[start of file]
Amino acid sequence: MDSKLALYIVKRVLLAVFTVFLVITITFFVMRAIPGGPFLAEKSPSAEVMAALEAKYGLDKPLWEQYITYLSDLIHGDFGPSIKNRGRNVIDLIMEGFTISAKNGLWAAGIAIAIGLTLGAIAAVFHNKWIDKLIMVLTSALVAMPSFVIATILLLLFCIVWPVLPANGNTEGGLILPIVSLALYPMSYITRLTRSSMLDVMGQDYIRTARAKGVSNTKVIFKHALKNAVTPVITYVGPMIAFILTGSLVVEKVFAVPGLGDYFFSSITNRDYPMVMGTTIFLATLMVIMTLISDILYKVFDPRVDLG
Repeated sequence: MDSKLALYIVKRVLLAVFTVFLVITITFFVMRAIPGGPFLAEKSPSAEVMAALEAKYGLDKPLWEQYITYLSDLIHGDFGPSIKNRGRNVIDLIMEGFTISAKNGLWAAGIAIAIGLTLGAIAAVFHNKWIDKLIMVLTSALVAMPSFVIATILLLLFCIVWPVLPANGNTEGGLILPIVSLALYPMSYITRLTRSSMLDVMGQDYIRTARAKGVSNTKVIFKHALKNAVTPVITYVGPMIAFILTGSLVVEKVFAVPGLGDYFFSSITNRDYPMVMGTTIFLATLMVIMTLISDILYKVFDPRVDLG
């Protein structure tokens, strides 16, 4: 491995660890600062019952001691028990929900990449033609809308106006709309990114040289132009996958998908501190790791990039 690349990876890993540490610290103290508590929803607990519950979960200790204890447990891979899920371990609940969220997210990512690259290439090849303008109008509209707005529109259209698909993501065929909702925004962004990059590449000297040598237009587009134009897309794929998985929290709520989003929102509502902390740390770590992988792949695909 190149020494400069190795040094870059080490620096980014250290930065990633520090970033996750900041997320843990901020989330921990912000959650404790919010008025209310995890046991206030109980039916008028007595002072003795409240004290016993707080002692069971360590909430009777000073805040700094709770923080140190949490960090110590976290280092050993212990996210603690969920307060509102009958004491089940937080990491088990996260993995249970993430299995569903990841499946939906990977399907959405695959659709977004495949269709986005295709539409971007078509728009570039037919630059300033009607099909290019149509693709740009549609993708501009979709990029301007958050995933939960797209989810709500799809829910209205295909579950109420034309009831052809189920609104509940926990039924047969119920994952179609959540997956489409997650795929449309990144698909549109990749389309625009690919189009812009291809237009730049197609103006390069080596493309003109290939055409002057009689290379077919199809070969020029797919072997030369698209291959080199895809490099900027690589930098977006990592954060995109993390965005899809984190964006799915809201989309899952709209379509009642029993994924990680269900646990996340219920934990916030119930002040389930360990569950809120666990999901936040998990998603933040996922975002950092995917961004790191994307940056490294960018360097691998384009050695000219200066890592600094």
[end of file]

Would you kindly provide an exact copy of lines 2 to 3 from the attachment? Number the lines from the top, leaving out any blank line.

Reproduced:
Repeated sequence: MDSKLALYIVKRVLLAVFTVFLVITITFFVMRAIPGGPFLAEKSPSAEVMAALEAKYGLDKPLWEQYITYLSDLIHGDFGPSIKNRGRNVIDLIMEGFTISAKNGLWAAGIAIAIGLTLGAIAAVFHNKWIDKLIMVLTSALVAMPSFVIATILLLLFCIVWPVLPANGNTEGGLILPIVSLALYPMSYITRLTRSSMLDVMGQDYIRTARAKGVSNTKVIFKHALKNAVTPVITYVGPMIAFILTGSLVVEKVFAVPGLGDYFFSSITNRDYPMVMGTTIFLATLMVIMTLISDILYKVFDPRVDLG
């Protein structure tokens, strides 16, 4: 491995660890600062019952001691028990929900990449033609809308106006709309990114040289132009996958998908501190790791990039 690349990876890993540490610290103290508590929803607990519950979960200790204890447990891979899920371990609940969220997210990512690259290439090849303008109008509209707005529109259209698909993501065929909702925004962004990059590449000297040598237009587009134009897309794929998985929290709520989003929102509502902390740390770590992988792949695909 190149020494400069190795040094870059080490620096980014250290930065990633520090970033996750900041997320843990901020989330921990912000959650404790919010008025209310995890046991206030109980039916008028007595002072003795409240004290016993707080002692069971360590909430009777000073805040700094709770923080140190949490960090110590976290280092050993212990996210603690969920307060509102009958004491089940937080990491088990996260993995249970993430299995569903990841499946939906990977399907959405695959659709977004495949269709986005295709539409971007078509728009570039037919630059300033009607099909290019149509693709740009549609993708501009979709990029301007958050995933939960797209989810709500799809829910209205295909579950109420034309009831052809189920609104509940926990039924047969119920994952179609959540997956489409997650795929449309990144698909549109990749389309625009690919189009812009291809237009730049197609103006390069080596493309003109290939055409002057009689290379077919199809070969020029797919072997030369698209291959080199895809490099900027690589930098977006990592954060995109993390965005899809984190964006799915809201989309899952709209379509009642029993994924990680269900646990996340219920934990916030119930002040389930360990569950809120666990999901936040998990998603933040996922975002950092995917961004790191994307940056490294960018360097691998384009050695000219200066890592600094």